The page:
Distinguished Professor Emeritus Dr. Bill Waiser (DLitt) spent more than 30 years teaching in the history department at the University of Saskatchewan. (Photo: Submitted)

Bill Waiser: Saskatchewan’s historian

Dr. Bill Waiser (DLitt) has devoted his life and career to telling people’s stories.

By Katie Brickman-Young

The University of Saskatchewan (USask) distinguished professor emeritus in the Department of History is a specialist in western and northern Canadian history, specifically Saskatchewan history.

For Waiser, people and their stories have always been at the forefront of his interest in how the province was shaped and why he went into history as a career.

“Everyone has a story. I like research and uncovering new things,” he said. “History is about looking for stories inside the bigger story. I try and write history that way.”

Waiser was born in Toronto, but visited his paternal grandparents’ homestead in Manitoba every summer. He went to Trent University in Peterborough, Ont., where he studied with prominent Manitoba historian W.L. Morton, before coming to USask as a graduate student in western history. From there, he went on to have a distinguished and decorated career in his field.

“I was always intrigued by western history, partly because of my family’s past,” Waiser said. “I was looking for a school to study prairie history and Saskatchewan seemed the best.”

Waiser began his teaching career in 1980 at USask, instructing large introductory survey classes as well as small graduate seminars. Since then, more than 3,000 USask students have taken a course with Waiser and 41 graduate students completed their theses under his supervision. The impact is not lost on him.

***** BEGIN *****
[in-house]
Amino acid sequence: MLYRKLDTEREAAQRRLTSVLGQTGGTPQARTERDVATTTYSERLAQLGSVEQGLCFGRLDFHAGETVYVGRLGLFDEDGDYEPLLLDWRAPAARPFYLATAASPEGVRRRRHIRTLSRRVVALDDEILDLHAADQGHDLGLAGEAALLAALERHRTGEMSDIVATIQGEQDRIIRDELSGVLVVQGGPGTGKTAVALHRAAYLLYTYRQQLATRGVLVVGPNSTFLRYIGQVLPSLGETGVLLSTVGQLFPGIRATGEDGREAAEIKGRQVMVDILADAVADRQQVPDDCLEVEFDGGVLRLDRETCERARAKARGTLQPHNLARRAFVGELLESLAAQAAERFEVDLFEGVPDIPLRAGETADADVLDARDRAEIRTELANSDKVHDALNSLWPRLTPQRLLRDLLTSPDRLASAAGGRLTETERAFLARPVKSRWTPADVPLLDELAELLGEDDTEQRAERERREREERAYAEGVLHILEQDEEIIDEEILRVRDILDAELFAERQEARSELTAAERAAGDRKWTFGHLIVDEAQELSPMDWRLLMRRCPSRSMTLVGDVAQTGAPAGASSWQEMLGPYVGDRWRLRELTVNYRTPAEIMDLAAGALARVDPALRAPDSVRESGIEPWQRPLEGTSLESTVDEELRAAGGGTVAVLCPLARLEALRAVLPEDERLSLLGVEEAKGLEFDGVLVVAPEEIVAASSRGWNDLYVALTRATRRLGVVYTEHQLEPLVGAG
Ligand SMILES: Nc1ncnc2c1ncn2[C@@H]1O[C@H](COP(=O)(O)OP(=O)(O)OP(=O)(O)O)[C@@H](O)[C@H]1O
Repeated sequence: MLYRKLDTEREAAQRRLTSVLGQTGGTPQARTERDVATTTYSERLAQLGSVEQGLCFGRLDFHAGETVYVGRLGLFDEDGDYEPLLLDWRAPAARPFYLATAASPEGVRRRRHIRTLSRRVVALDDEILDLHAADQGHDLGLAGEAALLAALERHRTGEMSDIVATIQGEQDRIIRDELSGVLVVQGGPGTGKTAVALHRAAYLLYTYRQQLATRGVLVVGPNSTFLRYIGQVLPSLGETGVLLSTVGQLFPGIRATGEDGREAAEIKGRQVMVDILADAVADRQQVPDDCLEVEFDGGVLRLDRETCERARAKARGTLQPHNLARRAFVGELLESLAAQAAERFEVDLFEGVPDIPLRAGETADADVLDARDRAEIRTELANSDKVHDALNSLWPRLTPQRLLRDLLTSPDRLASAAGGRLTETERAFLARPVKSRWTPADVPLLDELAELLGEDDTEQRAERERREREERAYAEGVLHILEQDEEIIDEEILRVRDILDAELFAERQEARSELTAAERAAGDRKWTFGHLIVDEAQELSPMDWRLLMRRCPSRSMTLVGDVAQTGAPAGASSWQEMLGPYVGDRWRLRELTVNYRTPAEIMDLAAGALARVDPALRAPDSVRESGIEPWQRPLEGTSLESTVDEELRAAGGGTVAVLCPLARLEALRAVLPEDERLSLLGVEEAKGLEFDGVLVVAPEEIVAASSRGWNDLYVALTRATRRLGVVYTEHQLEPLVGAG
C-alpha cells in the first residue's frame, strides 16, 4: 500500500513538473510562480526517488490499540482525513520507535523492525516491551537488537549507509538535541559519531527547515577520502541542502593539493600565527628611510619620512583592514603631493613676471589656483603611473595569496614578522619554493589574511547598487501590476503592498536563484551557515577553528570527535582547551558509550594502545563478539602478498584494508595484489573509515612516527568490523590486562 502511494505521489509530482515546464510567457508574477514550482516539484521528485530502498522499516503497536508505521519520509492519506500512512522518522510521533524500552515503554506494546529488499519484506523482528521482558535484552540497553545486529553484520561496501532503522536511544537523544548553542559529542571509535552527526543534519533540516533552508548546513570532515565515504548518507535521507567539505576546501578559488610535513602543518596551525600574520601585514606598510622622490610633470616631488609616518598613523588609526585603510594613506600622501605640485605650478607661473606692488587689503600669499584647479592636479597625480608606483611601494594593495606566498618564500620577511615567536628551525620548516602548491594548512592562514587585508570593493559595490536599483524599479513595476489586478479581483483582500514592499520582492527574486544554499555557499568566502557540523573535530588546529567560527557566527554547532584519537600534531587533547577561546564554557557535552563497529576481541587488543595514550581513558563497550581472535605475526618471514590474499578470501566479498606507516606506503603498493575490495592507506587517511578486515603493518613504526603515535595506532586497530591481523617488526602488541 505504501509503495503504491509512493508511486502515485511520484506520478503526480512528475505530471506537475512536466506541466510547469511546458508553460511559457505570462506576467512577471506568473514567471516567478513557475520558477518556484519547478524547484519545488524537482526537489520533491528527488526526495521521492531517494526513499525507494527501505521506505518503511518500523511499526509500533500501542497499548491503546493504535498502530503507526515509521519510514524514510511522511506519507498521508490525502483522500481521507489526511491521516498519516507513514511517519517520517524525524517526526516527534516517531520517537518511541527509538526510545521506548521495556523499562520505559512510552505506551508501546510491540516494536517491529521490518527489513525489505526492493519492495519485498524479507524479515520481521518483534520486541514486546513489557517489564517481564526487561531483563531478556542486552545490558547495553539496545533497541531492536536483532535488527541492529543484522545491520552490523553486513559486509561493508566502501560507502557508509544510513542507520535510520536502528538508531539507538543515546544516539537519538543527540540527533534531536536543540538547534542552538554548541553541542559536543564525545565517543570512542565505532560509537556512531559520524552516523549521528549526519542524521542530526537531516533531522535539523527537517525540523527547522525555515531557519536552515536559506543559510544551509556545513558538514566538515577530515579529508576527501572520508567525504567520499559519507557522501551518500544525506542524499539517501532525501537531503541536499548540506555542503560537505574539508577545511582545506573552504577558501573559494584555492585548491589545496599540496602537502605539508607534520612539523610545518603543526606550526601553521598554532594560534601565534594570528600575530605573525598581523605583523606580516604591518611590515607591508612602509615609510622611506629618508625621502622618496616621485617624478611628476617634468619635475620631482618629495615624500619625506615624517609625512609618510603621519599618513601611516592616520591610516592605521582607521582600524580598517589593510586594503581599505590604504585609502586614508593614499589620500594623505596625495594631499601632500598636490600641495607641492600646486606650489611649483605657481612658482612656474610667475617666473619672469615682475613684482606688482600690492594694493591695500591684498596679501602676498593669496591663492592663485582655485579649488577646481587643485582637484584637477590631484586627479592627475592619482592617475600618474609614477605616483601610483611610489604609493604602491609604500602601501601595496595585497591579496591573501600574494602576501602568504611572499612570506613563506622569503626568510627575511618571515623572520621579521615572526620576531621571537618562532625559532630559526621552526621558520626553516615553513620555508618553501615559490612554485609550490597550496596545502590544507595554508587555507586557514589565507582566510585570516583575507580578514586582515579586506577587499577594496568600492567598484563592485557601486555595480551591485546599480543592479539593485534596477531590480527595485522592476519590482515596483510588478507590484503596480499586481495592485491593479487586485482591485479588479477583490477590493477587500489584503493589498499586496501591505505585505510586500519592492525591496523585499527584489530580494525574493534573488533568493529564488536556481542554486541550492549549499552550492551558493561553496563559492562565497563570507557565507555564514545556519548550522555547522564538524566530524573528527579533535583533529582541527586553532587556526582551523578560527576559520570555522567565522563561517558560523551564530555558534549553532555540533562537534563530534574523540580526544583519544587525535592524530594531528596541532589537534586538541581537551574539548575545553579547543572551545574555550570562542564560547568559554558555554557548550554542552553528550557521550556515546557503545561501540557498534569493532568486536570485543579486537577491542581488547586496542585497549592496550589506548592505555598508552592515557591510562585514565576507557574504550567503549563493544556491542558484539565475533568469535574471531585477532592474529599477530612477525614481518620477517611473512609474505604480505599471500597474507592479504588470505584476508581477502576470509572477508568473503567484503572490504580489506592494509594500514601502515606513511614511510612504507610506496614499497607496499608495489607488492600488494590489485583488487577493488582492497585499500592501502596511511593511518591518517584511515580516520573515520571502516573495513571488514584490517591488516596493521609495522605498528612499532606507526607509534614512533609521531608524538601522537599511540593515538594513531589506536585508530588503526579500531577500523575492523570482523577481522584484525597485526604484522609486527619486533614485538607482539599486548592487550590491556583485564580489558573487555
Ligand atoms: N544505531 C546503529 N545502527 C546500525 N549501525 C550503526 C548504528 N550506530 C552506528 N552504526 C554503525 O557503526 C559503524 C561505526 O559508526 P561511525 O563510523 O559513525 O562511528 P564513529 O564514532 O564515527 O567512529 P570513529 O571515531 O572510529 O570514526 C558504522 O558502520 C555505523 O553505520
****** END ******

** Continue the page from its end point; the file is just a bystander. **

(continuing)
“It is very gratifying to see where they all are and what they are doing with their history degrees,” said Waiser, who retired from full-time teaching in 2014. “I hope I was able to teach them how to read critically, think critically, and both speak and write critically.”

Throughout his career, Waiser has published 18 books on Canadian history, with a focus on Saskatchewan and Indigenous-Non-Indigenous relations. It was through his writing that he earned some of the highest awards and honours.

In 2017, Waiser was named a member of the Order of Canada, the country’s highest civilian honour. This recognition complemented his appointment to the Saskatchewan Order of Merit in 2006 and his election as a Fellow of the Royal Society of Canada (RSC) in 2007.

“Winning the Order of Canada confirmed the work that I’ve been doing has been important work,” he said.

In 2018, Waiser earned the RSC’s J.B. Tyrell medal for outstanding work in Canadian history and the Governor General’s History Award for Popular Media (The Pierre Berton Award), as well as the Governor General Literary Award for Non-Fiction in 2016 for his book, A World We Have Lost.

“That was probably the hardest book I’ve ever done,” he said. “I learned a lot about my own understanding of Saskatchewan history and it was wonderful news when I won.”

Over the course of the past three decades, much of Waiser’s work has been focused on Indigenous-Non-Indigenous history in Saskatchewan.

“I don’t think you can do the work on Canadian history without talking about Indigenous-Non-Indigenous relations—it is essential to the story,” Waiser said.

Waiser’s research was used in the exoneration of Chief Poundmaker, more than 130 years after the Plains Cree chief’s conviction for treason-felony.

Waiser hopes that 2020 will bring further strides towards reconciliation in Saskatchewan and Canada.

“Reconciliation is a shared journey and we need to go down that road together,” said Waiser. “It will be an uncomfortable journey and it isn’t simply moving forward together … We will have to recognize some hard truths about what happened and that will be difficult, but necessary.”